What are you doing 9in Tulsa, Emily? I went to school there and played in the Tulsa Phil.
From Jerry Koziorynsky
Posted on December 21, 2011 at 4:40 AM

Did either of the shops mention if the scroll/neck were original to it? I checked the fiddle out on Dan's website and its quite beautiful, but I didnt see any peg bushings or the line on scroll from the graft. This is something I think would influence price.

Did the evah pirazzis work out on it? I dont really care for them. Their tension is way to high. The Light tension ones arent to bad and quite nice on the right fiddle. However, Passiones are where my heart is.


From Emily Grossman
Posted on December 21, 2011 at 6:38 AM
Ray, I'm an Okie, born in Tulsa, Union High school graduate! But I'm currently in PA visiting family for Christmas. Glad to hear from another Okie!

Jay, yes, I was thinking the same thing. The original label is missing, and I doubt it's as old as it claims, but I also think that the price reflects its value, just judging by my own comparison to violins in this range. An original 1720 would be worth more, no?

And yes, I switched the Pirazzi strings for Passiones. We must think alike!

From Jerry Koziorynsky
Posted on December 21, 2011 at 8:38 PM
Ya Emily, I think if it were really a 1720 the price would be a bit more. However maybe it is possible that it is that old but the price is reflective for the fact that the original scroll is missing. Maybe it got misplaced somewhere along the line and some one had to craft a new neck for it??? Not sure, just my thoughts!! That was the case for my fiddle.

Yay for Passiones! :)

From Terez Mertes
Posted on December 22, 2011 at 11:43 PM
I'm probably the only one here fixating on the barbecue angle of your blog. You KNOW you've got me there (I seem to remember having this same discussion this time last year). Long live Kansas City barbecue! But oh, dear, to chose just one favorite among all the contenders? I'm still going to have to lean toward Jack Stack. Although I will second the opinion over Oklahoma Joes being [almost] peerless. And Arthur Bryant's tangy saltiness. And Gate's convenience.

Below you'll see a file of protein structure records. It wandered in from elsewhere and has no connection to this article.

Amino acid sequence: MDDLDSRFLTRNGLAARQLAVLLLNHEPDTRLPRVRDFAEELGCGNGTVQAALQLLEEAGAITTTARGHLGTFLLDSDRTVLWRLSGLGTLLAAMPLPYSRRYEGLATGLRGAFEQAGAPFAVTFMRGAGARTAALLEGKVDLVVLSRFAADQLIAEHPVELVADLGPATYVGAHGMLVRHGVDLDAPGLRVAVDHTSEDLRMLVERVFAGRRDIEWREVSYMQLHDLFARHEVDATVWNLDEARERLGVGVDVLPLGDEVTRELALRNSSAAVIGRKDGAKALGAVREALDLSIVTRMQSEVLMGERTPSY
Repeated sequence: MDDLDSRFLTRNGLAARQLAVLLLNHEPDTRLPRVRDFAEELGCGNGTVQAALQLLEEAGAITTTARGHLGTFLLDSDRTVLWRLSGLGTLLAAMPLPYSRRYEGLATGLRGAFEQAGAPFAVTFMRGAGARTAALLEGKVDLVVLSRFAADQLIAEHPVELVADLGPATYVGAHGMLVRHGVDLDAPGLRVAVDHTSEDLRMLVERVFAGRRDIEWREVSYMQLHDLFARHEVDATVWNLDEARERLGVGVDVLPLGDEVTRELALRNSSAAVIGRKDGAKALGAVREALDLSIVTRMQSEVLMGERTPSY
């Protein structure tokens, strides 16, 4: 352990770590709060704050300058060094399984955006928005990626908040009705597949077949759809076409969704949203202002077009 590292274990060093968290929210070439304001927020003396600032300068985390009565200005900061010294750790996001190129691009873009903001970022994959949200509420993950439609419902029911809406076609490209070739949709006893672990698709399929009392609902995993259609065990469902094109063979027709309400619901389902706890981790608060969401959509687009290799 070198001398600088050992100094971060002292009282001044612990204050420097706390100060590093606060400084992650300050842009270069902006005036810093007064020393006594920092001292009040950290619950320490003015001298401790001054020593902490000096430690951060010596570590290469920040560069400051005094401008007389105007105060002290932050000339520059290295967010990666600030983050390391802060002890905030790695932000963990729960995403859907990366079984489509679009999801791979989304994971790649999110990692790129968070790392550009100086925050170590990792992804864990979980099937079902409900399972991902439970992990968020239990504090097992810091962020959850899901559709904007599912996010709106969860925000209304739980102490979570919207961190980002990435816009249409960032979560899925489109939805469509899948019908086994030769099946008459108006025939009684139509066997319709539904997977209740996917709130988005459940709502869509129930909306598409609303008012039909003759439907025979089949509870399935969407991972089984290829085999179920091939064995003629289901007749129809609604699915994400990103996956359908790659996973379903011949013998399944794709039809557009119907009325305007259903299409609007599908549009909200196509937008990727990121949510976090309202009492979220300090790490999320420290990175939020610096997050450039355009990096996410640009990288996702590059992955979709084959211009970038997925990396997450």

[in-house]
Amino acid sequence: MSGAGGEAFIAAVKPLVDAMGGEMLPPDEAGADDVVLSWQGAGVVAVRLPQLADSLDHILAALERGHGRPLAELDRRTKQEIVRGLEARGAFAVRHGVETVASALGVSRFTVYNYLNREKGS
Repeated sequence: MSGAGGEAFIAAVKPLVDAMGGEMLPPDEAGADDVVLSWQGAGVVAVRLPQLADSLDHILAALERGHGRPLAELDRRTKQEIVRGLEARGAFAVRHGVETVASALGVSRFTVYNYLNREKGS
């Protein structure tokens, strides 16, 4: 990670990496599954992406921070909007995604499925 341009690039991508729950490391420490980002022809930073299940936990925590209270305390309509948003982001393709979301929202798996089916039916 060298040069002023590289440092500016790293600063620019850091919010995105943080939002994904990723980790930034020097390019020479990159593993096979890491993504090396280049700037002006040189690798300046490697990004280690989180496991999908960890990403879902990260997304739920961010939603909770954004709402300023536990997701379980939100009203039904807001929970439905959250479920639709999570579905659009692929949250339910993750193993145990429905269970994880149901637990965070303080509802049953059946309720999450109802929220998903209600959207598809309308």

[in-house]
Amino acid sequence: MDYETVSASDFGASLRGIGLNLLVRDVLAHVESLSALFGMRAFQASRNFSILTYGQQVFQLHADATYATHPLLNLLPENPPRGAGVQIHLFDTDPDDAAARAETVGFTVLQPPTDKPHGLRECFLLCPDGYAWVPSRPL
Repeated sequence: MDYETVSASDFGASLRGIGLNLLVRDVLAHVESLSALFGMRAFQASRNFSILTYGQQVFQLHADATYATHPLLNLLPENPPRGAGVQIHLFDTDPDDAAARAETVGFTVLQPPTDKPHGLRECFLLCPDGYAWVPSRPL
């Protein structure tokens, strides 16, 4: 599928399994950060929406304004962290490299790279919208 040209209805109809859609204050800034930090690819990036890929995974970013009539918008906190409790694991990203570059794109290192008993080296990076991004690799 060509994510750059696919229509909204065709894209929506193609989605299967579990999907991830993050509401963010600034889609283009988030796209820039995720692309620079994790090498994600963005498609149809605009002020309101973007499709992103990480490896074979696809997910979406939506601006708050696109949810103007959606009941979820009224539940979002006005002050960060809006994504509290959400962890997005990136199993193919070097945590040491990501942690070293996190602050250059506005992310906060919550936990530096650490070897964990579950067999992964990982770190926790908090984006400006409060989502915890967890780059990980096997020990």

Oh man. I'm getting hungry.

From Emily Grossman
Posted on December 24, 2011 at 4:00 AM
Terez! I seriously ran out of food and was using tiny scraps of crumbs to justify lapping up more pools of the barbecue sauce! Before I knew it, I'd gone through half the bottle, wow...

They opened up an Oklahoma Joe's in Broken Arrow where my folks live, which shouldn't feel like cheating because it is after all called Oklahoma Joe's, but I don't think it will taste the same without the trip to KC.

In Tulsa, Elmer's has the best smoked sausage of any place on the planet. I dare you to try to find better!

From Rosalind Porter
Posted on December 26, 2011 at 2:46 AM
I do always so enjoy reading your blogs, very atmospheric! As proud owner of a Dutch violin, I hope you decide to keep the Flemish fiddle. I certainly agree with the strings conundrum too, have you tried nice ordinary Dominants on the Flemish yet? I'm always quietly impressed at the number of Strad and Del Gesu owners who are using Dominants and do wonder that perhaps we get carried away with fancy names and reputations when really, our violins prefer "the simple life"...
Good luck with your fiddle trial!